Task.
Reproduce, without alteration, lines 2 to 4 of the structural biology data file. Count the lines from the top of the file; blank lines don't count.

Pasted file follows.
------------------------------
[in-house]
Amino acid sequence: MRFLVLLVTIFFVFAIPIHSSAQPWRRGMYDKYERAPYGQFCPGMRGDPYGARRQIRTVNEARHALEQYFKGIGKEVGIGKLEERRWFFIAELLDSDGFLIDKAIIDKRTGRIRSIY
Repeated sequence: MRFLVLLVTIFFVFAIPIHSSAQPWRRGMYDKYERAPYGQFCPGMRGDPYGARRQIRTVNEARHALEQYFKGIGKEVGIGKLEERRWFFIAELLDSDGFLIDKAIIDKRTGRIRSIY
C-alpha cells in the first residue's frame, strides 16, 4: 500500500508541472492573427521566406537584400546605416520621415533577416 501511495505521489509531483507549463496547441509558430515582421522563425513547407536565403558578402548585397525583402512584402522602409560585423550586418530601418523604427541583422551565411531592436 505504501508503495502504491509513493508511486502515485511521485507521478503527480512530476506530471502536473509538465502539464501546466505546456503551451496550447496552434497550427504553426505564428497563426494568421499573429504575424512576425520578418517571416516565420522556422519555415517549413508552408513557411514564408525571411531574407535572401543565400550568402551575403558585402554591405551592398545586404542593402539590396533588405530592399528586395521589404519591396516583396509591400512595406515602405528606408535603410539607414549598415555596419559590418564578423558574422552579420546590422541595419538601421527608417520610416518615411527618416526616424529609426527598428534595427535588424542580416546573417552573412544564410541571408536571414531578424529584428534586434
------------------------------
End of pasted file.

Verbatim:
Amino acid sequence: MRFLVLLVTIFFVFAIPIHSSAQPWRRGMYDKYERAPYGQFCPGMRGDPYGARRQIRTVNEARHALEQYFKGIGKEVGIGKLEERRWFFIAELLDSDGFLIDKAIIDKRTGRIRSIY
Repeated sequence: MRFLVLLVTIFFVFAIPIHSSAQPWRRGMYDKYERAPYGQFCPGMRGDPYGARRQIRTVNEARHALEQYFKGIGKEVGIGKLEERRWFFIAELLDSDGFLIDKAIIDKRTGRIRSIY
C-alpha cells in the first residue's frame, strides 16, 4: 500500500508541472492573427521566406537584400546605416520621415533577416 501511495505521489509531483507549463496547441509558430515582421522563425513547407536565403558578402548585397525583402512584402522602409560585423550586418530601418523604427541583422551565411531592436 505504501508503495502504491509513493508511486502515485511521485507521478503527480512530476506530471502536473509538465502539464501546466505546456503551451496550447496552434497550427504553426505564428497563426494568421499573429504575424512576425520578418517571416516565420522556422519555415517549413508552408513557411514564408525571411531574407535572401543565400550568402551575403558585402554591405551592398545586404542593402539590396533588405530592399528586395521589404519591396516583396509591400512595406515602405528606408535603410539607414549598415555596419559590418564578423558574422552579420546590422541595419538601421527608417520610416518615411527618416526616424529609426527598428534595427535588424542580416546573417552573412544564410541571408536571414531578424529584428534586434